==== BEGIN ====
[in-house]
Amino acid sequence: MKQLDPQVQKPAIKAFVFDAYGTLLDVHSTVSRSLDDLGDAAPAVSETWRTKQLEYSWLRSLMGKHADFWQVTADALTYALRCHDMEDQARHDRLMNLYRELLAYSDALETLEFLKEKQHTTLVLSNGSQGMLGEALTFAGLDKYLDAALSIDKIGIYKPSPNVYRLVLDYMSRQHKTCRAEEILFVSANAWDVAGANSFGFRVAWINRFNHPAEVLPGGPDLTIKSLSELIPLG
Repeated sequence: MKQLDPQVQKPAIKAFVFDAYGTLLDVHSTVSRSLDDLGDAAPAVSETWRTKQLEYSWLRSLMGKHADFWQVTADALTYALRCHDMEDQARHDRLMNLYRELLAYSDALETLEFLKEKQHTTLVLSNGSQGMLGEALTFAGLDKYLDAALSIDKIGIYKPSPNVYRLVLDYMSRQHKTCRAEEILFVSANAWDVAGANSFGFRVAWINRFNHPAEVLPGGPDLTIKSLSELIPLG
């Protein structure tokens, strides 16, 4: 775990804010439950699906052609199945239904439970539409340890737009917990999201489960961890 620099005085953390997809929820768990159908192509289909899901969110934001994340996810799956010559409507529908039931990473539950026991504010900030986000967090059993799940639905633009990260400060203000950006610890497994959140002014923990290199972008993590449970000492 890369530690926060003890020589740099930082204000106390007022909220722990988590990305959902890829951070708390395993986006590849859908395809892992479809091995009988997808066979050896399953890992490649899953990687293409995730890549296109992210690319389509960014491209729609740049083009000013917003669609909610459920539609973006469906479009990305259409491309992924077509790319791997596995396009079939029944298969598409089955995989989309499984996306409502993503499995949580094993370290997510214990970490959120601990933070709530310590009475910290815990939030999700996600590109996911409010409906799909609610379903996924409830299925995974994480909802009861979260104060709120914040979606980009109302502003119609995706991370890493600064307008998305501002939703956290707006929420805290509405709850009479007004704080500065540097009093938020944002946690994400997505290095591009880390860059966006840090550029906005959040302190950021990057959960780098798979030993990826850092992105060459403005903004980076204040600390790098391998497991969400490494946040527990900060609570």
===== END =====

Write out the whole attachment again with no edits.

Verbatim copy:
[in-house]
Amino acid sequence: MKQLDPQVQKPAIKAFVFDAYGTLLDVHSTVSRSLDDLGDAAPAVSETWRTKQLEYSWLRSLMGKHADFWQVTADALTYALRCHDMEDQARHDRLMNLYRELLAYSDALETLEFLKEKQHTTLVLSNGSQGMLGEALTFAGLDKYLDAALSIDKIGIYKPSPNVYRLVLDYMSRQHKTCRAEEILFVSANAWDVAGANSFGFRVAWINRFNHPAEVLPGGPDLTIKSLSELIPLG
Repeated sequence: MKQLDPQVQKPAIKAFVFDAYGTLLDVHSTVSRSLDDLGDAAPAVSETWRTKQLEYSWLRSLMGKHADFWQVTADALTYALRCHDMEDQARHDRLMNLYRELLAYSDALETLEFLKEKQHTTLVLSNGSQGMLGEALTFAGLDKYLDAALSIDKIGIYKPSPNVYRLVLDYMSRQHKTCRAEEILFVSANAWDVAGANSFGFRVAWINRFNHPAEVLPGGPDLTIKSLSELIPLG
């Protein structure tokens, strides 16, 4: 775990804010439950699906052609199945239904439970539409340890737009917990999201489960961890 620099005085953390997809929820768990159908192509289909899901969110934001994340996810799956010559409507529908039931990473539950026991504010900030986000967090059993799940639905633009990260400060203000950006610890497994959140002014923990290199972008993590449970000492 890369530690926060003890020589740099930082204000106390007022909220722990988590990305959902890829951070708390395993986006590849859908395809892992479809091995009988997808066979050896399953890992490649899953990687293409995730890549296109992210690319389509960014491209729609740049083009000013917003669609909610459920539609973006469906479009990305259409491309992924077509790319791997596995396009079939029944298969598409089955995989989309499984996306409502993503499995949580094993370290997510214990970490959120601990933070709530310590009475910290815990939030999700996600590109996911409010409906799909609610379903996924409830299925995974994480909802009861979260104060709120914040979606980009109302502003119609995706991370890493600064307008998305501002939703956290707006929420805290509405709850009479007004704080500065540097009093938020944002946690994400997505290095591009880390860059966006840090550029906005959040302190950021990057959960780098798979030993990826850092992105060459403005903004980076204040600390790098391998497991969400490494946040527990900060609570």